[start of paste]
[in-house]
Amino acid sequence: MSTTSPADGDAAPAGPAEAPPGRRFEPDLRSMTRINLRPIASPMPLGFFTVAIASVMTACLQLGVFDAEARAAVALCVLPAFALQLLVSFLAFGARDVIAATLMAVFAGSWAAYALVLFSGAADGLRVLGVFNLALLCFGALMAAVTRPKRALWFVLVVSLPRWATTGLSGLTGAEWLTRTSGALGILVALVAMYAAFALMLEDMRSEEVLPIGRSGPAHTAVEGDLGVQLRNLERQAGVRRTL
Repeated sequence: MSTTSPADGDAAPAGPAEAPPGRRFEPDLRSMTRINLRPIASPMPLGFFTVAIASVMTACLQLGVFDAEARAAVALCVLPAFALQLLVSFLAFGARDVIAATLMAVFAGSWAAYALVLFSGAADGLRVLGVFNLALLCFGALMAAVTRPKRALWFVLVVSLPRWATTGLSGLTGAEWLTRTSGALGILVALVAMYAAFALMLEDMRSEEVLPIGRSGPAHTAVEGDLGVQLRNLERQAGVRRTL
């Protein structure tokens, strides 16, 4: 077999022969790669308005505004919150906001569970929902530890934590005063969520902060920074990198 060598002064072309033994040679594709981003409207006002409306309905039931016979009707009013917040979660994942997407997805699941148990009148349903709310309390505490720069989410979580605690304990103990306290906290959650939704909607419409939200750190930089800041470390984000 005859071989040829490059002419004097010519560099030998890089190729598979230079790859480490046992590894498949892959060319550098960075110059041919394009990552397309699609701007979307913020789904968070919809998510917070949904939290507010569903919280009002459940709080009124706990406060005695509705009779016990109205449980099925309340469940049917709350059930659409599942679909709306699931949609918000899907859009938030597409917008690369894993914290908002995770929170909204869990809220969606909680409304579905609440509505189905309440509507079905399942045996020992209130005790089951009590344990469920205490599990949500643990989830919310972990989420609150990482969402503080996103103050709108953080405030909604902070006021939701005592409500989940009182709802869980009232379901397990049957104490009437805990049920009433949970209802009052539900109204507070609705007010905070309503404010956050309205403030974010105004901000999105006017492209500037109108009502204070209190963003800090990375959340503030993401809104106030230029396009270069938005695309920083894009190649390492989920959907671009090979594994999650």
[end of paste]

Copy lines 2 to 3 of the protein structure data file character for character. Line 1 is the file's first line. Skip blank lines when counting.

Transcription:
Amino acid sequence: MSTTSPADGDAAPAGPAEAPPGRRFEPDLRSMTRINLRPIASPMPLGFFTVAIASVMTACLQLGVFDAEARAAVALCVLPAFALQLLVSFLAFGARDVIAATLMAVFAGSWAAYALVLFSGAADGLRVLGVFNLALLCFGALMAAVTRPKRALWFVLVVSLPRWATTGLSGLTGAEWLTRTSGALGILVALVAMYAAFALMLEDMRSEEVLPIGRSGPAHTAVEGDLGVQLRNLERQAGVRRTL
Repeated sequence: MSTTSPADGDAAPAGPAEAPPGRRFEPDLRSMTRINLRPIASPMPLGFFTVAIASVMTACLQLGVFDAEARAAVALCVLPAFALQLLVSFLAFGARDVIAATLMAVFAGSWAAYALVLFSGAADGLRVLGVFNLALLCFGALMAAVTRPKRALWFVLVVSLPRWATTGLSGLTGAEWLTRTSGALGILVALVAMYAAFALMLEDMRSEEVLPIGRSGPAHTAVEGDLGVQLRNLERQAGVRRTL